Rokhaya 'Rok' Gueye builds an exciting second career in the skilled trades more than 20 years after graduating from GBC

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If your professional path isn’t lining up as you’d hoped, don’t give up. Just ask George Brown College (GBC) alumna Rokhaya (Rok) Gueye, who launched her dream career as a carpenter more than two decades after graduating from the Construction Engineering Technician program

After gaining experience working on major projects across the Greater Toronto Area and challenging herself in new ways, she mentors young people and tells everyone she can about the benefits of a career in the skilled trades. 

"When you're doing something that you love, it no longer becomes a job," she said, "it's something you're passionate about, so you master it." 

Gueye graduated from GBC in 1999 and landed a great job soon after — a union gig with good pay — but she couldn't take it. She had to be on the job site before daycare opened, and as a single mom with young kids, she couldn't make the schedule work. 

That's when a career in telecommunications called. Gueye worked for a major Canadian company for over 17 years, moving up the ladder and across nine departments. In 2020, she was laid off, and she saw an opportunity.  

'I thought, what else can I do? Why not go back to what I love?" she said. 

Connection with fellow GBC grad moves her career forward 

Gueye restarted her journey in the skilled trades with help from the Toronto Community Benefits Network (TCBN). Through this non-profit labour coalition, she received training and landed an apprenticeship through TCBN's NexGen Builders program. While volunteering for TCBN and handing out flyers, she met fellow GBC grad Chris Campbell, who is the TCBN Chair, Vice-President of the Carpenter's Union Local 27 and Director of Equity, Diversity and Inclusion at the Carpenter's Regional Council.  

That connection got her union membership and her first construction job working on a hotel as part of the massive Woodbine Casino expansion in north Etobicoke. 

"There were 350 guys. I was the only Black woman there,” she said. “It was nerve-wracking, but it was a dream come true." 

Since then, Gueye has worked on a wide range of construction sites for commercial, education, and residential projects.  

Facing fears and reaching new career heights 

A job at the site of The Well, a large mixed-use (residential, retail, and office space) project at King Street West and Spadina Avenue in downtown Toronto, challenged her in new ways.  

"I was a scaffolding technician, and believe it or not, I was petrified of heights," she said. "But I was able to overcome that by just saying yes to myself." 

"For one of the projects, we had to work on the roof," she added. "I was shaking so much I was on my stomach. I didn't want my colleagues to see that I was scared." 

By the end of the day, she was installing scaffolding. She says she's no longer afraid of heights but plans to test this one final time with a trip to the CN Tower's glass floor observation area. 

"If I can stand there, it means I'm good now," she said, laughing.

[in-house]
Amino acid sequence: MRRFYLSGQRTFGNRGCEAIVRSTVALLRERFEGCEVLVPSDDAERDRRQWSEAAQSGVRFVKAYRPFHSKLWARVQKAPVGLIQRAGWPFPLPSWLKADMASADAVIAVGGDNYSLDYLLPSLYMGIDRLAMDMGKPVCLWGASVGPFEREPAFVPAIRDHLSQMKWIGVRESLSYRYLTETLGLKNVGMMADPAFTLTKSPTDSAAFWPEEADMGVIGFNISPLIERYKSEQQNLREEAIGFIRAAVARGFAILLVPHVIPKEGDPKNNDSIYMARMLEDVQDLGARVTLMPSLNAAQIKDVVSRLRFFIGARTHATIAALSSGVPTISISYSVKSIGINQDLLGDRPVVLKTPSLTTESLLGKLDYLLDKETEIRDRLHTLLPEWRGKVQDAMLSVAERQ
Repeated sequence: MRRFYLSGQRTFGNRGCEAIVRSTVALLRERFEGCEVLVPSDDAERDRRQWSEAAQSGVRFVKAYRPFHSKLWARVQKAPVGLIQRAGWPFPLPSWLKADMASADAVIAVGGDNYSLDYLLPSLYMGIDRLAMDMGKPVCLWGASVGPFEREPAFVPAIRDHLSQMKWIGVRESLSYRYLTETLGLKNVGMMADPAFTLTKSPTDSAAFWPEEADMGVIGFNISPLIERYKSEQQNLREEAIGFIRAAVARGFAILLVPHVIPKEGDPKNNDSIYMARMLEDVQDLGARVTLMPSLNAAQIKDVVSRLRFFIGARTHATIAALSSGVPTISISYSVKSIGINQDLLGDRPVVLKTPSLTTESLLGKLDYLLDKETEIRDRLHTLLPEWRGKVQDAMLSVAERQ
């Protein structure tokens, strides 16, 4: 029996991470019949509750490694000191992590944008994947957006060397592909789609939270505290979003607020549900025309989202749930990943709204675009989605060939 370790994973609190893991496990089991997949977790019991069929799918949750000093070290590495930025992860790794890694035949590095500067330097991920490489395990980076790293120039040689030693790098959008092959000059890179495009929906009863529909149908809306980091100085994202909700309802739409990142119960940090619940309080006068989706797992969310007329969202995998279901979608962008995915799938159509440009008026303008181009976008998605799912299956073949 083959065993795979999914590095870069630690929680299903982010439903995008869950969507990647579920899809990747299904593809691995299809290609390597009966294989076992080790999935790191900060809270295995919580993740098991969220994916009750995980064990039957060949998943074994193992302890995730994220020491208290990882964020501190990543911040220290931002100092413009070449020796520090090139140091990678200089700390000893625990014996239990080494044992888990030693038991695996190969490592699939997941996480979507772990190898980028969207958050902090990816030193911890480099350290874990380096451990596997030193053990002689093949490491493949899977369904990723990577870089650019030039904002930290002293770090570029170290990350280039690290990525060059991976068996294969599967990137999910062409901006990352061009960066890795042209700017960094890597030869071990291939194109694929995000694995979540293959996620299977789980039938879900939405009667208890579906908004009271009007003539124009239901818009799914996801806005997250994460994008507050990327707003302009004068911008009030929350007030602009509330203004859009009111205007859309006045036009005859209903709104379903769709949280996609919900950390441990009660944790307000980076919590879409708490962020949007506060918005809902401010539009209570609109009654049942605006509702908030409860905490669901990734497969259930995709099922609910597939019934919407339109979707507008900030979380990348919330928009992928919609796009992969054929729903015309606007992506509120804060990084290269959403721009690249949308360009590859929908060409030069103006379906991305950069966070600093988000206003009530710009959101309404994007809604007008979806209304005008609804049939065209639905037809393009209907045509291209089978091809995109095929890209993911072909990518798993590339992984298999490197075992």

Check out great images of Gueye working among the scaffolding in a 2022 Toronto Life feature about high-rise construction workers. 

A committed community builder and leader 

As Gueye continues building a fulfilling second career, she dedicates time to mentoring and giving back to the community. She advocates for people of all ages to take up the skilled trades, particularly women and people from diverse communities, and outlines the excellent career prospects, job security and good pay. 

"Our parents tell us about becoming a doctor, an engineer or a bank teller, but nothing about construction," she said. 

Her tireless advocacy led to her current position as the Community Partnership Co-ordinator for the Carpenters' Regional Council

Before she started working in the trades, Gueye put her GBC carpentry training to good use as a volunteer builder with Habitat for Humanity and Million Dollar Smiles, constructing playgrounds for children with critical illnesses. 

An active community builder outside of the trades, Gueye co-founded Global Connection Venture to specialize in investment and economic development in different countries in North America, Africa, and Asia.  

She's been honoured many times for her tireless and inspiring commitment to helping others, including the following: 

  • Afropolitan Canada’s 2023 Changemaker Award 
  • TCBN NexGen Builders Champion Award for 2022, recognizing her efforts to increase diversity in the skilled trades and for her role as a mentor to industry newcomers.   
  • Canadian Women's Executive Network (WXN), Top 100 Award winner, 2022.  
  • Ted Rogers Humanitarian Award, 2019  
  • CIBW, Canada's Top 100 Black Women, 2016 

"I noticed that I was ecstatic every time I helped someone if they fulfilled what they had wanted. Sometimes they'd say, 'Rok, you're even happier than me,'" she said. "It was because it was as if I had won. It's something that filled me up to want to do more." 

"As my grandma always said, when you're rising, make sure you're not going alone. Go rise with other people." 

George Brown College Black Futures Month celebrations continue throughout February. Organized by Black Futures Initiatives with support from the Office of Anti-Racism, Equity and Human Rights Services and other college departments, the entire GBC community is invited to this month's events. Learn more at